All Killer, No Filler

By Ian Shuttleworth

Joe Cooper, a police detective who moonlights as a contract killer, basks in his power: the badge, the gun, the blackmail and the sexual command of 20-year-old Dottie, whom the Smith family have pimped out to him as a ‘retainer’ until the insurance money comes through after his hit on Ansel Smith’s ex-wife. Killer Joe oozes the chilling control of one of those characters who suddenly arrive and take over in a Harold Pinter play, except that the Smiths are Texans who are beyond trailer trash and more like trailer landfill. The insurance-murder scheme is such a classic scam, the Smith men so stupid in falling for it, the play could be called dumbbell indemnity.

Joe, meanwhile, doesn’t quite strut, but he damn near preens, and every time he stops moving he doesn’t so much stand as strike a stance. It’s as if Orlando Bloom is discreetly taking the mickey out of his status as cinematic eye-candy in the Tolkien and Pirates of the Caribbean franchises. In Simon Evans's revival of Tracy Letts’s 1993 debut play, it works a treat.

Bloom doesn’t have much form as a stage actor so far – this is only his third appearance – but the indications are that, given the chance, he’s impressive. Now, let’s face it, this is not relaxing viewing. There’s an unsettling scene where, even though he doesn’t look, Joe is psychologically abusing Dottie as he orders her to strip and change clothes, and another in which he forces her stepmother to mock-fellate a chicken drumstick. But it’s not gratuitous: Letts knows what he’s doing in showing the twisted shapes that power, family bonds and southern-states Christianity can torque into.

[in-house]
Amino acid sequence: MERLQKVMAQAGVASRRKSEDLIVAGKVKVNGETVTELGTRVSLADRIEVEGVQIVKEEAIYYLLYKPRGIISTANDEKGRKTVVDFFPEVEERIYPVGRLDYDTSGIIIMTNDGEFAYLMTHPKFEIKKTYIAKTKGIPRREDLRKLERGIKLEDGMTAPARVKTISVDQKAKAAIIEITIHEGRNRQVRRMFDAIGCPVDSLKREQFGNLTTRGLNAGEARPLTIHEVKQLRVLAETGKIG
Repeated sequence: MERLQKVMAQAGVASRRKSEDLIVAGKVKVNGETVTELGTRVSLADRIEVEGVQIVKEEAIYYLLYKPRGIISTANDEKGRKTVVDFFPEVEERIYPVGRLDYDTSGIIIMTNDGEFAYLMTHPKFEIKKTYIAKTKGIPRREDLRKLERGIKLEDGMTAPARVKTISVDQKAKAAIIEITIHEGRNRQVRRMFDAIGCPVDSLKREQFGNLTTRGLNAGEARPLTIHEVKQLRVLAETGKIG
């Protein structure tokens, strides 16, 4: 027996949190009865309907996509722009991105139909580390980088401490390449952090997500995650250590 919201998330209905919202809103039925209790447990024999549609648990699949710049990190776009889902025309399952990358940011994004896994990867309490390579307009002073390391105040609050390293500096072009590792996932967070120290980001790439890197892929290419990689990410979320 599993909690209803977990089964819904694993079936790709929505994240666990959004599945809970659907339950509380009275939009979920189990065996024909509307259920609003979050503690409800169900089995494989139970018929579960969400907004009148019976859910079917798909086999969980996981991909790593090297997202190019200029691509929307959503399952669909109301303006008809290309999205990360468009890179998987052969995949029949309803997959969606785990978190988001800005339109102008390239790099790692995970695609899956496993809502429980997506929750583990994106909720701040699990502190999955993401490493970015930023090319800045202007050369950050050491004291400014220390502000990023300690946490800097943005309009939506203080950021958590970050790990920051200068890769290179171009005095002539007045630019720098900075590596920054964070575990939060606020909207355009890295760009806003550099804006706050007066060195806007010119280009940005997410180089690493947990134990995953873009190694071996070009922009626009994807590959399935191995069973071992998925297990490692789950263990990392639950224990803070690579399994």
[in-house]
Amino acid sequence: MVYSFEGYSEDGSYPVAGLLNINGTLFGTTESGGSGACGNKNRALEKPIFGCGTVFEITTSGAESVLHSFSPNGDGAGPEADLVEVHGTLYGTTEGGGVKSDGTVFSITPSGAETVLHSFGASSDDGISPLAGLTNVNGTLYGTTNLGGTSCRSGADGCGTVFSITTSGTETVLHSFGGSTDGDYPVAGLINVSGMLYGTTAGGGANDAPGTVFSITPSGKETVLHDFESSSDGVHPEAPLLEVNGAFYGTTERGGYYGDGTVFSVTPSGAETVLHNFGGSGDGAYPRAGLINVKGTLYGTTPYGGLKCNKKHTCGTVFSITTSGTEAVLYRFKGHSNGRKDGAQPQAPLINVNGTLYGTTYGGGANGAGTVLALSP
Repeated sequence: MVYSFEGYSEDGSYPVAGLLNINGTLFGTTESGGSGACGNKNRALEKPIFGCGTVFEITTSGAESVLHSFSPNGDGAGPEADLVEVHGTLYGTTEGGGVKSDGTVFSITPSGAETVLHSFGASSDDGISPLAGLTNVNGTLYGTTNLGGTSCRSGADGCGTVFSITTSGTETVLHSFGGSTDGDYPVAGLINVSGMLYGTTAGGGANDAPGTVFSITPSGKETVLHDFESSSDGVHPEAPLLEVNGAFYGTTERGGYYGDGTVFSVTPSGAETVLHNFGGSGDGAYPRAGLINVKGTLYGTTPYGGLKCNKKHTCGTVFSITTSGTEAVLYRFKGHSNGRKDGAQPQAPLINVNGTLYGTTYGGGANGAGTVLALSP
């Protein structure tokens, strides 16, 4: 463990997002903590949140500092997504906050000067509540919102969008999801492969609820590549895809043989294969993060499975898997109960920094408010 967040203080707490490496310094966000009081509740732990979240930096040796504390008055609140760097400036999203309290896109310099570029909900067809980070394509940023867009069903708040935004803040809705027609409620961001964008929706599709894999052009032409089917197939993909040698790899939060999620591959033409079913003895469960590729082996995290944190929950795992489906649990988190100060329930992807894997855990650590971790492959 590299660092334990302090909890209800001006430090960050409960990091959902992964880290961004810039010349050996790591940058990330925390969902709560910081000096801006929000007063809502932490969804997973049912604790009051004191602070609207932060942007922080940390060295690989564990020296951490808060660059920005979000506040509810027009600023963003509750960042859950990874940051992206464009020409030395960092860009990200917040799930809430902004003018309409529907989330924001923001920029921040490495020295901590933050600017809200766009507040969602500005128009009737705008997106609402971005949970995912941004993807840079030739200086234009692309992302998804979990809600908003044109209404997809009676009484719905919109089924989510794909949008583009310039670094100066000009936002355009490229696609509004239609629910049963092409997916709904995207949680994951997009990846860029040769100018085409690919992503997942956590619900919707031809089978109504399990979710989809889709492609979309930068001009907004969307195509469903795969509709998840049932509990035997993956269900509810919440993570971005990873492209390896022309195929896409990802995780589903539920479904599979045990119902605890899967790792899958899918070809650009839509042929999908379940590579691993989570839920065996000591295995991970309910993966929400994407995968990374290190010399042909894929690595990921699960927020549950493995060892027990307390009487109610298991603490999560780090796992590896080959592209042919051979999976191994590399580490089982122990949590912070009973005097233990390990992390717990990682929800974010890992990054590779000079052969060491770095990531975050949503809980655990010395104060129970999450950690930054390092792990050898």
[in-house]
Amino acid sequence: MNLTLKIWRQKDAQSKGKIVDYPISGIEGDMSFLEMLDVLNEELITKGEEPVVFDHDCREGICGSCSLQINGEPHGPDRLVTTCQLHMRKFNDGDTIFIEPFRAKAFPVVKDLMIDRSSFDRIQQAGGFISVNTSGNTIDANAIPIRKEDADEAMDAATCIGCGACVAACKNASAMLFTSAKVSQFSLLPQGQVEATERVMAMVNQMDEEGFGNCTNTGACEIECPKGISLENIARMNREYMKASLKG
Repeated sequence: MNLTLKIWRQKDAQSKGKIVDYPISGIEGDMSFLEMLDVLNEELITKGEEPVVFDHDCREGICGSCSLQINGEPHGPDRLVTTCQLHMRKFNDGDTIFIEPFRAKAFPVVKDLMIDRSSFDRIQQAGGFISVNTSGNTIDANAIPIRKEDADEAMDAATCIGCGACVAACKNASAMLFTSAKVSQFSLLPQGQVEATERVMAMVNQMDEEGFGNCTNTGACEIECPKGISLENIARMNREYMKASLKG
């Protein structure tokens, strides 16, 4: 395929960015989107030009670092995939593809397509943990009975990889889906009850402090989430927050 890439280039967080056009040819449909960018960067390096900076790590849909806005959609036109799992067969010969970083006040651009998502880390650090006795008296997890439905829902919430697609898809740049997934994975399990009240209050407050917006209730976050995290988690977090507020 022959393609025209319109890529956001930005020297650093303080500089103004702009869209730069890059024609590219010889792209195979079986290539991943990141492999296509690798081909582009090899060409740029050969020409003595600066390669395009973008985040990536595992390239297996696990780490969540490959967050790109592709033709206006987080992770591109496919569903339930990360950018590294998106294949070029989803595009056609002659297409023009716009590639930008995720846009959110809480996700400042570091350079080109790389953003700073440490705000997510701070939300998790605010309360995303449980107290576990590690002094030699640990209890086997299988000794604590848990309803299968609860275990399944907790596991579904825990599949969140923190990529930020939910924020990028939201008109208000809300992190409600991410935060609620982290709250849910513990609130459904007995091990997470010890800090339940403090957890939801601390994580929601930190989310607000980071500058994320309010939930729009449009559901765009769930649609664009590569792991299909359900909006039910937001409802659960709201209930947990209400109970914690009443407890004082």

Steffan Rhodri and Adam Gillen are also impressive as Ansel Smith and son Chris. Despite what I said before about Letts’s writing being so deliberate, Dottie is almost a holy fool of a plot device, and so it’s much to Sophie Cookson’s credit that she finds a full character in the girl.

The most serious fault isn’t in the play; it’s that Evans' production is often way too big for even such tense, violent events. and that’s not his or the cast’s fault, either – it’s the theatre. Trafalgar Studio 1 has fewer than 400 seats, but they’re piled so steeply and create such an impression of distance that, in row k, I felt as if I were watching goings-on from a rooftop in a neighbouring postal district. Actors have to give it the welly required for a space seating three times as many, and all too often that simply explodes the play. Kudos to Evans and company, and especially to Bloom, for just about keeping it all in one piece.

Runs until 18 August in Trafalgar Studios, London SW1, 0844-871 7632,